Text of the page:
- Running recall programs after software has been released
- The reputational damage to a company when things go wrong
- Lost customers if your tool is responsible for delays or issues
- The personal cost to developers and managers, in terms of stress and sleepless nights, as they struggle to find and fix bugs
Long run times
Sometimes tracking down a bug can itself be an O(n2) iteration: running the debugger 5 minutes until the bug manifests itself, setting a breakpoint earlier in the code and running again for 4 minutes, setting an earlier breakpoint and rerunning, etc. With reverse debugging, that time-consuming run-restart cycle can be reduced to an O(n) process. Run until you hit the bug, then step backwards to see what led to the problem. Did you miss it? Step forward a little, and backward again.
Take the example of a function which is called many times, but fails after about a thousand calls with a fault such as SIGSEGV or SIGFPE. Setting a breakpoint in the function doesn't work well because it stops at the first occurrence, when you really want it to stop at the last occurrence – but that involves predicting the future! With a reverse debugger, it's possible to run to the end and only then set a breakpoint. When running in reverse, the first breakpoint you hit is the last time that code was executed.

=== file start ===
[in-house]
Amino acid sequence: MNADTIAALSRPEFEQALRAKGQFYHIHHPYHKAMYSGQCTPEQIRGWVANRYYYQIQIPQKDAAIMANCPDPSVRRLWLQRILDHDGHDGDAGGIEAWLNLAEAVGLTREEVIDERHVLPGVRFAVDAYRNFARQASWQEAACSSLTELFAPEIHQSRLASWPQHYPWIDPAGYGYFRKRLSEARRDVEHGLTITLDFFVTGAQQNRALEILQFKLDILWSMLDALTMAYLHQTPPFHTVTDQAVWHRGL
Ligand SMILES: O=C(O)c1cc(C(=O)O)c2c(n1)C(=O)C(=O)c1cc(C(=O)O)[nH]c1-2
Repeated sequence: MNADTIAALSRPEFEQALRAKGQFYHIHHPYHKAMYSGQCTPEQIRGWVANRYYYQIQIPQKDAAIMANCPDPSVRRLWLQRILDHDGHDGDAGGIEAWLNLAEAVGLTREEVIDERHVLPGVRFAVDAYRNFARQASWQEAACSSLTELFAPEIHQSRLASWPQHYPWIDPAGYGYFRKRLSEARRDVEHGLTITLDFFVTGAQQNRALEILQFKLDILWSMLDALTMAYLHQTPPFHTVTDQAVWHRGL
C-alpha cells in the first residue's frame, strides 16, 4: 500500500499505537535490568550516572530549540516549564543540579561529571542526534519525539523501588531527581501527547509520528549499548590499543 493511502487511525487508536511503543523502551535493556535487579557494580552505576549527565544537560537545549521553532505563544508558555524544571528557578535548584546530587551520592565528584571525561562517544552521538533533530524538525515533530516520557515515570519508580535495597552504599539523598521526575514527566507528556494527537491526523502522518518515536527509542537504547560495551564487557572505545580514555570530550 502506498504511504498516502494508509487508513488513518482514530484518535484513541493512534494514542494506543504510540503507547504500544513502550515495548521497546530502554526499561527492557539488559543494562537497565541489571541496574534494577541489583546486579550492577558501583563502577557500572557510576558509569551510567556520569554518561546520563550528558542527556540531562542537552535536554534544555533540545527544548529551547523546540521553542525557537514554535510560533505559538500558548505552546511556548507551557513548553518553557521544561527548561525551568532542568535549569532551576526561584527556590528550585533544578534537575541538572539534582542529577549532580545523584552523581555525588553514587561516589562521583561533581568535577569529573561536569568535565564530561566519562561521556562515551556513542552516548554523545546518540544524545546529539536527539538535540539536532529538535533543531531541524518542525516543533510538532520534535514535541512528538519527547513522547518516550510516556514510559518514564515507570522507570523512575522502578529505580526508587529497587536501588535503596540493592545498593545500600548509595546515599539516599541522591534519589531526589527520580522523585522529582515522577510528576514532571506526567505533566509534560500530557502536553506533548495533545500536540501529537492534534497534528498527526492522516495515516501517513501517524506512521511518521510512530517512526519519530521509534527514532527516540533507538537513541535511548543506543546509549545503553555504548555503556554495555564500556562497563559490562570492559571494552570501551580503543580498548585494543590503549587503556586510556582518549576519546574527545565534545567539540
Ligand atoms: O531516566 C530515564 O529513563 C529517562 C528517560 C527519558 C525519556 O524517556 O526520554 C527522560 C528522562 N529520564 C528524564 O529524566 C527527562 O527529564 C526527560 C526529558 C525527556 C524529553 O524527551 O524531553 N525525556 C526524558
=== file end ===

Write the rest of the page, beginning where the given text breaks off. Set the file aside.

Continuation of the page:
Some applications generate specialized code at runtime. Debugging such code is hard because source code analysis tools are obviously unable to help; there is none of the normal debug information to locate functions, and the code could be generated at different addresses on different runs. A reverse debugger allows the developer to examine a single run in detail without the headaches associated with re-running.
An intermittent bug might only strike in 1 in 300 runs. If the developer investigating the bug discovers the need to set a different breakpoint or add another logging command to help understand the problem, it will take a lot of runs before the bug is hit again, so progress will be very slow. A reverse debugger can't help to make the bug appear sooner, but once it does appear the entire history of the run can be examined.
Dynamically generated code, stack corruption
Often an issue, a bug creates code that corrupts the stack. GDB cannot cope, and the coredump provides no information. Using reverse debugging, the developer can rewind to see the stack corrupting and fix the issue in minutes.
Obscure memory leaks can cause software to run slower over time and potentially even crash. Memory leaks are hard to debug using conventional tools because there is a large gap in time between the allocation of a buffer and the point where it should be freed. It's also not clear where the fault is – the problem is likely to be an absence of code where it should be. Worse, if the program is re-run it may be a different buffer that leaks.